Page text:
Benign facial tumours, though generally non-threateningly, may grow large and require removal of a portion of the jaw. Malignant mouth tumours almost always spread into the jaw, requiring removal of a section of the jaw. In both cases, reconstructive bone grafting is usually required to help restore function to the jaw. Grafting in patients with malignant tumours may be more challenging because treatment of the cancerous tumour generally requires removal of surrounding soft tissue as well.

  • Developmental Deformities:

Some conditions or syndromes known as birth defects are characterized by missing portions of the teeth, facial bones, jaw or skull.

 

Types of Bone Grafts

  • Autogenous Bone Grafts:

Autogenous bone grafts, also known as autografts, are made from the patients’ own bone, taken from somewhere else in the body. The bone is typically harvested from the chin, jaw, lower leg bone, hip, or the skull. Autogenous bone grafts are advantageous in that the graft material is vital bone, meaning it contains living cellular elements that enhance bone growth.

However, one downside to the autograft is that it requires a second procedure to harvest bone from elsewhere in the body. Depending on your condition, a second procedure may not be in your best interest.

  • Allogenic Bone:

Allogenic bone, or allograft, is dead bone harvested from a cadaver, then processed using a freeze-dry method to extract the water via a vacuum. Unlike autogenous bone, allogenic bone cannot produce new bone on its own. Rather, it serves as a framework or scaffold over which bone from the surrounding bony walls can grow to fill the defect.

  • Xenogenic Bone:

Xenogenic bone is derived from non-living bone of another species, usually bovine. The bone is processed at very high temperatures to avoid the potential for immune rejection and contamination. Like allogenic grafts, xenografts serve as a framework for bone from the surrounding area to grow and fill the void.

Both allogenic and xenogenic bone grafting are advantageous in that they do not require a second procedure to harvest the bone, as with autografts. However, because these options lack autograft’s bone-forming properties, bone regeneration may take longer than with autografts, with a less predictable outcome.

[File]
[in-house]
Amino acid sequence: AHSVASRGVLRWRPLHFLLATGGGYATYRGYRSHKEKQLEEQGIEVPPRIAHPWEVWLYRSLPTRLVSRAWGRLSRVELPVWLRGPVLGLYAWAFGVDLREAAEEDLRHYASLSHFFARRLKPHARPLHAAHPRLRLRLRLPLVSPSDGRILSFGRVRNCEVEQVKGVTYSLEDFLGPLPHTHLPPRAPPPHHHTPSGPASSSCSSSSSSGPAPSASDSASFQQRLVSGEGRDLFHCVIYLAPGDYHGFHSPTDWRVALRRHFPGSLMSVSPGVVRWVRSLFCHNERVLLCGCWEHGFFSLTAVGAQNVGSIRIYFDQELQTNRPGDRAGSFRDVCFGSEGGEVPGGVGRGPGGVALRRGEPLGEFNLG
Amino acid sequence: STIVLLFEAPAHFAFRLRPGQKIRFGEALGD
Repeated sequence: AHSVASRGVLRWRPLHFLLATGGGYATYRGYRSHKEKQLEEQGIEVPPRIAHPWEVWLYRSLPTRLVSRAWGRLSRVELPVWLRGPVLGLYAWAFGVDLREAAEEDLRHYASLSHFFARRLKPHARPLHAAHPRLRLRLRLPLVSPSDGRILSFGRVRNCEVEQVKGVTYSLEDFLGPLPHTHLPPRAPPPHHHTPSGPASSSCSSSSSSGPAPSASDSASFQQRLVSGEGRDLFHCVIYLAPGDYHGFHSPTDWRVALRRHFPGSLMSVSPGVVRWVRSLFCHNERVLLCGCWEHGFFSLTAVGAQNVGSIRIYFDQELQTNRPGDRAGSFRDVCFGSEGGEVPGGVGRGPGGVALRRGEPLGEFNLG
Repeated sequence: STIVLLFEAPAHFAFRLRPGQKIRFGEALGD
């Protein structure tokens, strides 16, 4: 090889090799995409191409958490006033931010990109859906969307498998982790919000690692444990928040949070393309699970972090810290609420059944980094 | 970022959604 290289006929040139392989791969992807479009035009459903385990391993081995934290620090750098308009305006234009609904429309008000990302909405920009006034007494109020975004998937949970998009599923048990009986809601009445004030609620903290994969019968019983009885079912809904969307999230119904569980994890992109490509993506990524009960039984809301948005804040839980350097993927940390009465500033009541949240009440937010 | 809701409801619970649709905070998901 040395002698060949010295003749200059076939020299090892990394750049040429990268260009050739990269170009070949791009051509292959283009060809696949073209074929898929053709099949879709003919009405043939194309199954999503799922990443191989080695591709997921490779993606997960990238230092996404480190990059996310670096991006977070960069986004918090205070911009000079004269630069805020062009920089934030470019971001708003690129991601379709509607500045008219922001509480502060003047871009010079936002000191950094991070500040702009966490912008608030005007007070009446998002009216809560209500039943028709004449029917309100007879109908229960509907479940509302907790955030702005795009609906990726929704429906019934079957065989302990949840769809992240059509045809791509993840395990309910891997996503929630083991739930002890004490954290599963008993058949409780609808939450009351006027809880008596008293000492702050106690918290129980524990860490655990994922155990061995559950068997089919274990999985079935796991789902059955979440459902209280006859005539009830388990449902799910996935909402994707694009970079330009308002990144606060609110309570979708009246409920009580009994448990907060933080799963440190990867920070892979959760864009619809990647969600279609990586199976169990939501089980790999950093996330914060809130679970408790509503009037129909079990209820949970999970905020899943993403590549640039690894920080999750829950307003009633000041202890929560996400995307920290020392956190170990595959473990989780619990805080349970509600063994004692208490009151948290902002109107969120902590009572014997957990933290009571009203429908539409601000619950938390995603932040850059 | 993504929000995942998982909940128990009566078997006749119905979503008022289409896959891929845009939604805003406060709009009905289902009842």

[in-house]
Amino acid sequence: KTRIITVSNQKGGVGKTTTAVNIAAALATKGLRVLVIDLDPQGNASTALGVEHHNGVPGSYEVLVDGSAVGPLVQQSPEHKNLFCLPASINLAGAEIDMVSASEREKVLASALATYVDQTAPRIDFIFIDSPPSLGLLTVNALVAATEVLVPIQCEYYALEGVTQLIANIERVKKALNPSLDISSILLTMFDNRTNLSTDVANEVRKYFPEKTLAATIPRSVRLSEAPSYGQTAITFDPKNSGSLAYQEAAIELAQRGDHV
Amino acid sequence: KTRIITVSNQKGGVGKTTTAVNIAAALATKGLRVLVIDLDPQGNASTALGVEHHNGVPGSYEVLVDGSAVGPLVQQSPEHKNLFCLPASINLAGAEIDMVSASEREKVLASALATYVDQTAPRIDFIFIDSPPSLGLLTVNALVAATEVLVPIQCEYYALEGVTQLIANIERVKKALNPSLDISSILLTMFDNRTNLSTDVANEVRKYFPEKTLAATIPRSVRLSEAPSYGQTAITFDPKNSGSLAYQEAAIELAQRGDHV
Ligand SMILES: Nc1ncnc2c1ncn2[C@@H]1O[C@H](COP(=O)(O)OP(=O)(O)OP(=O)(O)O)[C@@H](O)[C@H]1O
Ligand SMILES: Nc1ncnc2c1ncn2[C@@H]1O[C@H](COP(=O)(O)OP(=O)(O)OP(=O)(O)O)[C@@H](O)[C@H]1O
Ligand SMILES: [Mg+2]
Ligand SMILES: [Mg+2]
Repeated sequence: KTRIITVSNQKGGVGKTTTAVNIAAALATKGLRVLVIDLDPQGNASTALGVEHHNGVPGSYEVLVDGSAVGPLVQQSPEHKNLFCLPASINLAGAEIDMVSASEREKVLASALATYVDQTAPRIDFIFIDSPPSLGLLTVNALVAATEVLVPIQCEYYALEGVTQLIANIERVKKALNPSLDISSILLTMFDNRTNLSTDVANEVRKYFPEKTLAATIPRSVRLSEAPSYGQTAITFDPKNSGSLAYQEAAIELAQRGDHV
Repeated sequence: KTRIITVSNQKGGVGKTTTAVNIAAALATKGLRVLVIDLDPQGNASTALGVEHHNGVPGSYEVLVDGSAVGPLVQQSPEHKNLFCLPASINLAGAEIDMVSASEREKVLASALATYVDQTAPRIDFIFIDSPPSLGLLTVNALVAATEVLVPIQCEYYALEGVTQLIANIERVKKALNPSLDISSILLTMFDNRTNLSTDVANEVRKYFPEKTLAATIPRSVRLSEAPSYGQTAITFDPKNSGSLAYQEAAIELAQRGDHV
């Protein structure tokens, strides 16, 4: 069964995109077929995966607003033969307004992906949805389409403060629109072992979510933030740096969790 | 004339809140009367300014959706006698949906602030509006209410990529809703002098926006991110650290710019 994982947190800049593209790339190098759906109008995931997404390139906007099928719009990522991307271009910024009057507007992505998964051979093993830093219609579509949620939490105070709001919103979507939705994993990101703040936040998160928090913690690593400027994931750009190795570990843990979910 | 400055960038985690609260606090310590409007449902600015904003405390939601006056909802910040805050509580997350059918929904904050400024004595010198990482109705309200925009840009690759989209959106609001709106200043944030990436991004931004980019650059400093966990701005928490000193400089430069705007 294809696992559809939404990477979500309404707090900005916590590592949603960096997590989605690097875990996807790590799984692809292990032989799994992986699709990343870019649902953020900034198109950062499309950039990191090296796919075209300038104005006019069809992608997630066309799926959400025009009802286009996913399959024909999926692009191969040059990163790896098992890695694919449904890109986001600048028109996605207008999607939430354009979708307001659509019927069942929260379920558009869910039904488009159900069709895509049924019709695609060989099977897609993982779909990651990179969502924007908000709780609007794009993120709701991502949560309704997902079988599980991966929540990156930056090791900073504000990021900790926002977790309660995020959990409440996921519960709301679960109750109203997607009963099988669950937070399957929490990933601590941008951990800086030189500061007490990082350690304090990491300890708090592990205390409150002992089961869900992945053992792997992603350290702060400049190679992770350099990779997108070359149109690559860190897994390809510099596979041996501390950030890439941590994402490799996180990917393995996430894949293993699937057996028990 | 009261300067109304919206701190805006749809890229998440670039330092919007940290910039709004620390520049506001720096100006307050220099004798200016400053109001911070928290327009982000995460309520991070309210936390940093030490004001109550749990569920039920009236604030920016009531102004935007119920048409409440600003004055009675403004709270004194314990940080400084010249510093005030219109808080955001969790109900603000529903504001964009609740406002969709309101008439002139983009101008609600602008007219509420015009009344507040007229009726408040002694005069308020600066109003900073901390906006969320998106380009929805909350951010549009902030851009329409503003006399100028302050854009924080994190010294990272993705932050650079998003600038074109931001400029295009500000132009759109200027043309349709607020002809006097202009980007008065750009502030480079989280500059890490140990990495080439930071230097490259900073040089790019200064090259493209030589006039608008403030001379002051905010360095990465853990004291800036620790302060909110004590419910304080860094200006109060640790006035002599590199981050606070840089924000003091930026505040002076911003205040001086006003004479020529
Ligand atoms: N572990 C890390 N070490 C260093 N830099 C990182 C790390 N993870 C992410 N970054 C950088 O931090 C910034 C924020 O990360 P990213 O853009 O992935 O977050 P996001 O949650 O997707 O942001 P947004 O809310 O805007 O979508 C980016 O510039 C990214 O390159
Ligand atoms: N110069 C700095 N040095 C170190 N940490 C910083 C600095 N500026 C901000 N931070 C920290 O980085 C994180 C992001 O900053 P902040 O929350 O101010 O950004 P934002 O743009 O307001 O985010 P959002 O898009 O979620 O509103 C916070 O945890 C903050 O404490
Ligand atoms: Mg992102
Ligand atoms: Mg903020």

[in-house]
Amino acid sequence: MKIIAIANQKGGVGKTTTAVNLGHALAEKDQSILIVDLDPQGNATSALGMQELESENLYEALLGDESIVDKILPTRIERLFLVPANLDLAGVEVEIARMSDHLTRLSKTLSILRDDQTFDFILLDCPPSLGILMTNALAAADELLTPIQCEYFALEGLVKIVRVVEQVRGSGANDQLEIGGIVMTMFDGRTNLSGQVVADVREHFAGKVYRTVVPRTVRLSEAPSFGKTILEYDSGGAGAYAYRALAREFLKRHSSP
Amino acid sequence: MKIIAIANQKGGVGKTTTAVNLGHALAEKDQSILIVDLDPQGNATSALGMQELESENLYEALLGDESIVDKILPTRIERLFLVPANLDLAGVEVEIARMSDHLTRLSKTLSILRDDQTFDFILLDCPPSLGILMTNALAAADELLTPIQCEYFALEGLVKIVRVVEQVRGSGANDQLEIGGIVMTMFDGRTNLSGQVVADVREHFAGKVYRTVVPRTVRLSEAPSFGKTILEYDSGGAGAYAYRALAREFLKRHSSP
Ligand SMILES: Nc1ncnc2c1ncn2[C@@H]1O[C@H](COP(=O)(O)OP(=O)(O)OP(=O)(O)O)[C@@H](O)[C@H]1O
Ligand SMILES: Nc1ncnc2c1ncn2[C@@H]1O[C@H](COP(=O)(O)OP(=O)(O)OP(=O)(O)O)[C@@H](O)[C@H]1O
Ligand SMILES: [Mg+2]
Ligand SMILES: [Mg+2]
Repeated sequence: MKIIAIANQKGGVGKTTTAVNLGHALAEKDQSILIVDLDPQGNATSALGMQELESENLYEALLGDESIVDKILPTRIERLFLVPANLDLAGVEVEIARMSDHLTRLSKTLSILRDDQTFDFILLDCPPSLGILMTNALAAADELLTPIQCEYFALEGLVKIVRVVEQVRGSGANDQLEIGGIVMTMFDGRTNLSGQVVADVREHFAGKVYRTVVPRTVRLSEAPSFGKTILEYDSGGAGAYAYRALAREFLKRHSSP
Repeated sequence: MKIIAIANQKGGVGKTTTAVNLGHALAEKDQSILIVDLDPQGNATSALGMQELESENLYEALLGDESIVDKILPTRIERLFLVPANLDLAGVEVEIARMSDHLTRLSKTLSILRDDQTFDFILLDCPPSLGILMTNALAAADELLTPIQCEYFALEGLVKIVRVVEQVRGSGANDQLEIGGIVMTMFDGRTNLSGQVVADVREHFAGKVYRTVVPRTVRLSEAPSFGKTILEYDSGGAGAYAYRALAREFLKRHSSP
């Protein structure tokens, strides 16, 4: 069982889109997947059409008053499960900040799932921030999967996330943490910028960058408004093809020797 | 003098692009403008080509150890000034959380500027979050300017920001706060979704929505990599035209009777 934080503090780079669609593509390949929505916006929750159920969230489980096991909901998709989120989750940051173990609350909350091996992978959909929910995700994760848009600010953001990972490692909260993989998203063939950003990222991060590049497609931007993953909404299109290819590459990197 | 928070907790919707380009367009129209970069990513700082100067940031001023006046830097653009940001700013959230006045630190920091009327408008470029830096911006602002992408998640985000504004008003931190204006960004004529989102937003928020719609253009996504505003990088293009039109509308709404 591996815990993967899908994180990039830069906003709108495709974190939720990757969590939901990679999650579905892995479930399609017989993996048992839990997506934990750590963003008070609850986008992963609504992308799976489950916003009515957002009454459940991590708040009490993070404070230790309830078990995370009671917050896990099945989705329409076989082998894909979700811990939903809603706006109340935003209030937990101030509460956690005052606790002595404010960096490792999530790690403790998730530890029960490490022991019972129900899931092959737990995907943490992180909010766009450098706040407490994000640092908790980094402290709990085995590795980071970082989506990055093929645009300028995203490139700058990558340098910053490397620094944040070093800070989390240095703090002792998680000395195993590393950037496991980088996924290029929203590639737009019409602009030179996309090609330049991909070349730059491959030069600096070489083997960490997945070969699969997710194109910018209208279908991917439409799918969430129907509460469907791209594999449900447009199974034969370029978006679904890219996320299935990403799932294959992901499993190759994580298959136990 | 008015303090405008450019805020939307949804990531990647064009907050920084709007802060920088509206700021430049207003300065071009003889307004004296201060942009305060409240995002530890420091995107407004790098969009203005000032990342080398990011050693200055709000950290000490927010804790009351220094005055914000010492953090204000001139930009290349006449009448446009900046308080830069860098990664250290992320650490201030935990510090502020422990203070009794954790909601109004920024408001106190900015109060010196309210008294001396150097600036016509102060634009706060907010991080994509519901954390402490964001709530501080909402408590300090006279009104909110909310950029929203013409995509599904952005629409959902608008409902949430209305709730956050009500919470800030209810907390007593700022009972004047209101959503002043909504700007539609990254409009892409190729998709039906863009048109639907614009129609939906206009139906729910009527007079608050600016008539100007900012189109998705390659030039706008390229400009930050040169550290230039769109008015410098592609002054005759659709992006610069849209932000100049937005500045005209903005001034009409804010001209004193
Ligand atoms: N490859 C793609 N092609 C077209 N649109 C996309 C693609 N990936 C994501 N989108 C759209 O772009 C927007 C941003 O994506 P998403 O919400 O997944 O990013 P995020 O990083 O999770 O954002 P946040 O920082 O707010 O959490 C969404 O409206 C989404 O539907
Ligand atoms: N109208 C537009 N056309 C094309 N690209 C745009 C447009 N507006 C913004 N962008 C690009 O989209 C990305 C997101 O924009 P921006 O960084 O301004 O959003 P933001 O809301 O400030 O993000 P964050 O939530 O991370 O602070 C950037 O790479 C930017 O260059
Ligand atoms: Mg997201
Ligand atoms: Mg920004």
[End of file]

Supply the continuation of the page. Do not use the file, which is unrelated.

Bone Graft Substitutes

As a substitute to using real bone, many synthetic materials are available as a safe and proven alternative, including:

Demineralized Bone Matrix (DBM)/Demineralized Freeze-Dried Bone Allograft (DFDBA):

This product is processed allograft bone, containing collagen, proteins, and growth factors that are extracted from the allograft bone. It is available in the form of powder, putty, chips, or as a gel that can be injected through a syringe.

Graft Composites:

Graft composites consist of other bone graft materials and growth factors to achieve the benefits of a variety of substances. Some combinations may include: collagen/ceramic composite, which closely resembles the composition of natural bone, DBM combined with bone marrow cells, which aid in the growth of new bone, or a collagen/ceramic/autograft composite.

 

Ridge Augmentation

*What is a Ridge Augmentation?

A ridge augmentation is a common dental procedure often performed following a tooth extraction to help recreate the horizontal and vertical dimensions of the alveolar bone that may have been lost because of a tooth extraction, or for another reason.

Rebuilding the original height and width of the alveolar ridge is not medically necessary, but may be required for dental implant placement, or for aesthetic purposes. Dental implants require bone to support their structure, and a ridge augmentation can help rebuild this bone to accommodate the implant.

 

Sinus Lift

*What is a Sinus Lift?

The maxillary sinuses are behind your cheeks and on top of the upper teeth. These sinuses are empty, air-filled spaces. Some of the roots of the natural upper teeth extend up into the maxillary sinuses. When these upper teeth are removed, there is often just a thin wall of bone separating the maxillary sinus and the mouth. Dental implants need bone to hold them in place. When the sinus wall is very thin, it is impossible to place dental implants in this bone.

A sinus lift is one of the most common bone grafting procedures for patients with bone loss in the upper jaw. The procedure seeks to grow bone in the floor of the maxillary sinus above the bony ridge of the gum line that anchors the teeth in the upper jaw.

Am I a Candidate for a Sinus Lift Procedure?

A sinus lift may be necessary if you:

  • are missing more than one tooth in the back of your jaw.
  • are missing a significant amount of bone in the back of your jaw.
  • are missing teeth due to a birth defect or condition.
  • are missing most of the maxillary teeth, but require support for dental implants.